Teen Weight-Loss Programs May Work Better Without the Parents


Most programs include family intervention, but a new study found that when motivated by their peers alone, girls practiced a healthier lifestyle.

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With approximately a third of teen girls overweight or obese, and the real possibility that they will grow up to be overweight or obese adults, effective interventions are needed. The results of a new study may be onto something that could work.

Researchers with the Kaiser Permanente Center for Health Research found that a program where girls were more motivated by their peers than by their parents was effective. Most other weight loss programs for children and teens typically include family intervention. However, researchers wondered whether parental influence was less important or even counterproductive with teens as they became more independent and more motivated by their peers.

The study included 208 girls between the ages of 12 and 17 who were all classified as overweight or obese according to standards set by the CDC. The girls were divided into two groups. One group was assigned to a moderately intensive behavioral program, and the other group received usual weight-loss advice.

The girls who were in the behavioral program met with their peers and a behavioral counselor on a weekly basis for the first three months of the study; they met every other week during the fourth and sixth month. They were asked to keep a food and exercise diary which they talked about at each meeting.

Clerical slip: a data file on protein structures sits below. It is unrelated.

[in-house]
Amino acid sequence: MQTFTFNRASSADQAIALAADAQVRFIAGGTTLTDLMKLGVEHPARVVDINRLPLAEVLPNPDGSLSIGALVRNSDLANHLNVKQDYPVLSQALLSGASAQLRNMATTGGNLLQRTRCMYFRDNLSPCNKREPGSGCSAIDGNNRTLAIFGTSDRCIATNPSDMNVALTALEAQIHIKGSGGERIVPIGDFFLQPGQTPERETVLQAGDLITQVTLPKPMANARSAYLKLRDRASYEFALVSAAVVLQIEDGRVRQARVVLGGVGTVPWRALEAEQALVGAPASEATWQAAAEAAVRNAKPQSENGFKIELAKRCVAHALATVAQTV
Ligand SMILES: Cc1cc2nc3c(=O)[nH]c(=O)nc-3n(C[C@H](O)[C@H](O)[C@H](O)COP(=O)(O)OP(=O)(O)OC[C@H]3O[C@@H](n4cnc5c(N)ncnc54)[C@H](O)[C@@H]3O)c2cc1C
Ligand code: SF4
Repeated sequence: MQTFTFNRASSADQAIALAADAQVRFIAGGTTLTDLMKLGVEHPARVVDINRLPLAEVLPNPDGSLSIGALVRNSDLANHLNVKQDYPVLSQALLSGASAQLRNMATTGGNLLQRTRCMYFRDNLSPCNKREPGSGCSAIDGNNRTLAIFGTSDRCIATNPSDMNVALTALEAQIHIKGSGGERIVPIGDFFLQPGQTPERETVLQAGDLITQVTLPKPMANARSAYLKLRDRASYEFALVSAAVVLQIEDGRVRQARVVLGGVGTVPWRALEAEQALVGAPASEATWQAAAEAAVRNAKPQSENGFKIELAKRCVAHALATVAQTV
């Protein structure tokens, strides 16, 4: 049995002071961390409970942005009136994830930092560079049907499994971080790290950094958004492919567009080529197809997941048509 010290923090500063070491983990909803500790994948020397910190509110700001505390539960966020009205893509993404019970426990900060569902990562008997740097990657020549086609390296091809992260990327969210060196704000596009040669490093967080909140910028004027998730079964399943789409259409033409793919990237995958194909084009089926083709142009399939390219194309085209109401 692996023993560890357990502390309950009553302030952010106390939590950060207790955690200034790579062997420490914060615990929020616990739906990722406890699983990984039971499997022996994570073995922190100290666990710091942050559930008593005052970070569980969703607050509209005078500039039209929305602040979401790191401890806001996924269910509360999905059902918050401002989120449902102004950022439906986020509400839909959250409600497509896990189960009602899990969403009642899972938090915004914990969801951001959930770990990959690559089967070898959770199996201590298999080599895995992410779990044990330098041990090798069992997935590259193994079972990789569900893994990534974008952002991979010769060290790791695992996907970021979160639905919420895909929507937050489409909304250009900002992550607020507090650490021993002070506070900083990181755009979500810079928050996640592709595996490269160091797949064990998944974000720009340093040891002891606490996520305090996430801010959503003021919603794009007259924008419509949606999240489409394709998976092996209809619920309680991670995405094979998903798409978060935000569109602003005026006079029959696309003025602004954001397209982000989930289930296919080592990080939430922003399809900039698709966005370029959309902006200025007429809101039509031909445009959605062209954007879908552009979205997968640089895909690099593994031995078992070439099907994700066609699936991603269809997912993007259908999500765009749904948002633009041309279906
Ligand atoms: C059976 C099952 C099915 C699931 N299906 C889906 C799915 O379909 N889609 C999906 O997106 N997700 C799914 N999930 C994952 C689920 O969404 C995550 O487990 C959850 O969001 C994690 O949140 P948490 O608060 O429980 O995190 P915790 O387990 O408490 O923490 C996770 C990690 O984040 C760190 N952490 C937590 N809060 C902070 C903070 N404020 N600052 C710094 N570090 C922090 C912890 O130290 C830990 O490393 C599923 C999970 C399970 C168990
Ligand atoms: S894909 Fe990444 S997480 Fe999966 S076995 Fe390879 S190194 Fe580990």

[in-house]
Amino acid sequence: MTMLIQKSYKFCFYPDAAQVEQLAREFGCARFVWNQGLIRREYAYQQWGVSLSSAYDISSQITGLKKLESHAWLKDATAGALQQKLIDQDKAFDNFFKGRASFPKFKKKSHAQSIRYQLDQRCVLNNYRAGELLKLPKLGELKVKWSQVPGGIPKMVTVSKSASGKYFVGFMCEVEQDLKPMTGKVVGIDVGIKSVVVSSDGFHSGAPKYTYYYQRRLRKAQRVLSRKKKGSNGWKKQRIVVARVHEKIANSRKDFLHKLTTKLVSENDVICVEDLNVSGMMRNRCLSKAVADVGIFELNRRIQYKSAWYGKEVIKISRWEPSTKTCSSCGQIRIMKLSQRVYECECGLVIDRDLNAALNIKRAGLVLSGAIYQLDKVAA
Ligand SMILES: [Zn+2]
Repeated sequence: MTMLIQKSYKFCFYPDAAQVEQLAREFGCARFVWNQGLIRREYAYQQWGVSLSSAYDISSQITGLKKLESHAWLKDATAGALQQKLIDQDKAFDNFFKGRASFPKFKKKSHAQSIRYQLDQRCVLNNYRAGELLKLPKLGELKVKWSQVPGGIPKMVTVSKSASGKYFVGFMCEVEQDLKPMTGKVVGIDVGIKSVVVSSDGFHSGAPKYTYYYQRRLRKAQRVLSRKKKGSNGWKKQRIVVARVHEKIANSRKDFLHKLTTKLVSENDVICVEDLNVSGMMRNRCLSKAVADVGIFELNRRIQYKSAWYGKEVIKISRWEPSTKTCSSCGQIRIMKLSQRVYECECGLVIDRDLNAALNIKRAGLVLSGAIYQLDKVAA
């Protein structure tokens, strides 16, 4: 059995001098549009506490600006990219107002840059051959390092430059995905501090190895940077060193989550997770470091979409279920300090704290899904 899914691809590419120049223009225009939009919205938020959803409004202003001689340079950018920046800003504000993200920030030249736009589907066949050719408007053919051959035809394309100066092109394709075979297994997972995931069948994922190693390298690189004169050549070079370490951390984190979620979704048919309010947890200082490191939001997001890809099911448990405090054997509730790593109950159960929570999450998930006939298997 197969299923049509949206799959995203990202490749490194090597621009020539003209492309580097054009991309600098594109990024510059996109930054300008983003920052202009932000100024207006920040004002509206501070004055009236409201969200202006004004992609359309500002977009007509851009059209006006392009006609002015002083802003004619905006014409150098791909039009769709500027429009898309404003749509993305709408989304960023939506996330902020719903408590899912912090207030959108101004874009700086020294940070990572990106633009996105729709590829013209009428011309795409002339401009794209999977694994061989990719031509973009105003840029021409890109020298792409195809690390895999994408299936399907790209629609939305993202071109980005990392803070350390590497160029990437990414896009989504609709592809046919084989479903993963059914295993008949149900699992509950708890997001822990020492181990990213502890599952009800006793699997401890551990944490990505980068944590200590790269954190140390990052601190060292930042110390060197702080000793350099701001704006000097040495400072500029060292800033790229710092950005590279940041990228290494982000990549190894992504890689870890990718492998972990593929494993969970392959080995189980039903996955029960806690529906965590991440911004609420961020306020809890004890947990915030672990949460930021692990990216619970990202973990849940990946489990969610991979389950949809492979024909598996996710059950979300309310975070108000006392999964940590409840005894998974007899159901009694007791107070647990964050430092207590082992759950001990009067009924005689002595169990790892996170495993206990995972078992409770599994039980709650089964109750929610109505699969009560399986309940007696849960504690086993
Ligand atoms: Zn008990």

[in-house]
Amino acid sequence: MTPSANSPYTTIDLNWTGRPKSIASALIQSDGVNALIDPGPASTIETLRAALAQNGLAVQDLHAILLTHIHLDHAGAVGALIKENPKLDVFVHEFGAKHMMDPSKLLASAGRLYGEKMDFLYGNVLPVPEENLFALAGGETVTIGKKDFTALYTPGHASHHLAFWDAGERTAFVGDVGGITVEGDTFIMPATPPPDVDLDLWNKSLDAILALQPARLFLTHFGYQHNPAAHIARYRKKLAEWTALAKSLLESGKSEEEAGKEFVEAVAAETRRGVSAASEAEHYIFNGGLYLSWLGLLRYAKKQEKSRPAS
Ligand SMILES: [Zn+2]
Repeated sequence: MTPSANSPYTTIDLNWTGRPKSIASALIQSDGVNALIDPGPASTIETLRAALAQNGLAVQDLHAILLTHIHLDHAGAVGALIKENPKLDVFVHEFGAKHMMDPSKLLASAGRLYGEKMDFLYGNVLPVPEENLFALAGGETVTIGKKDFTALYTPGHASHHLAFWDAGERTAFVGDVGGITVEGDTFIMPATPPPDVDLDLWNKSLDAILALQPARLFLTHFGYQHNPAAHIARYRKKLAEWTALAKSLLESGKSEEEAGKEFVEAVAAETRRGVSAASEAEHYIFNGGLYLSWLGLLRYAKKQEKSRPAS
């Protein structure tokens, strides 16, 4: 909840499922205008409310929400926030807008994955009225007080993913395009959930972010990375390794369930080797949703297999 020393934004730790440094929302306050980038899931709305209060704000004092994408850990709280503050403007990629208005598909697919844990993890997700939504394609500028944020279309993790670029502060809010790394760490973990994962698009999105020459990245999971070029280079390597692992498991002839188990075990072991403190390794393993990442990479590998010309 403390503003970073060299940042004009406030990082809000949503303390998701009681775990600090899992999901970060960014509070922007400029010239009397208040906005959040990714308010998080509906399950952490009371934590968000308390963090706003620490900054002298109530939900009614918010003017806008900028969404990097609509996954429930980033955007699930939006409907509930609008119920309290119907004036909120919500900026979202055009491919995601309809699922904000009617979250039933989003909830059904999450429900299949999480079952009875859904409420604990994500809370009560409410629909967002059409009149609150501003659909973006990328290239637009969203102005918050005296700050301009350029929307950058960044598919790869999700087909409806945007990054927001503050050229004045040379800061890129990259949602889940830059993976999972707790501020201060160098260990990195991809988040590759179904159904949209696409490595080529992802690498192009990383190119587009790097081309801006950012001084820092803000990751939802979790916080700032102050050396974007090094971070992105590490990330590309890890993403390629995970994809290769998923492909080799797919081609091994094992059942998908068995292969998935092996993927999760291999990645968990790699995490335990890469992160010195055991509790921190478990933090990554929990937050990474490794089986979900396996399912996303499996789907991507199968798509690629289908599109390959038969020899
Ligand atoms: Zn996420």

Throughout the intervention, discussions focused on decreasing portion sizes, making better food and beverage choices, establishing regular meal patterns, increasing intake of fruits and vegetables, and eating more family meals. The behavioral program also stressed exercising five days a week for 30 to 60 minutes, 15 minutes of yoga each day, and decreasing screen time to two hours per day.

Those who were assigned to the usual care group met with their primary care physician at the beginning of the study and received informational materials on weight-loss strategies, such as books and a list of online reading about lifestyle changes.

After six months, body mass index (BMI) was calculated on all of the girls, and again six months later. After one year, the girls who took part in the behavioral program with their peers showed slightly lower BMIs than the usual care group, and they had a much better body image and had adopted healthier eating habits. They ate less fast food and consumed more fruits and vegetables.

Though the girls who were in the peer program didn't lose a remarkable amount of weight, this is the first study to show that a weight-loss approach designed for teens without parental participation can be effective. Furthermore, the program did not focus on counting calories but on lifestyle changes which may have blunted weight loss to some degree. The researchers hoped that the tools given to the girls in the behavioral program would have more staying power than a program focused on calories.

The study was published online on February 13, 2012, in Pediatrics.

Image: Andresr/Shutterstock.

This article originally appeared on TheDoctorWillSeeYouNow.com, an Atlantic partner site.

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Beth Fontenot is a registered dietitian and a licensed dietitian/nutritionist. She serves on the Louisiana Board of Examiners in Dietetics and Nutrition and writes for TheDoctorWillSeeYouNow.com.

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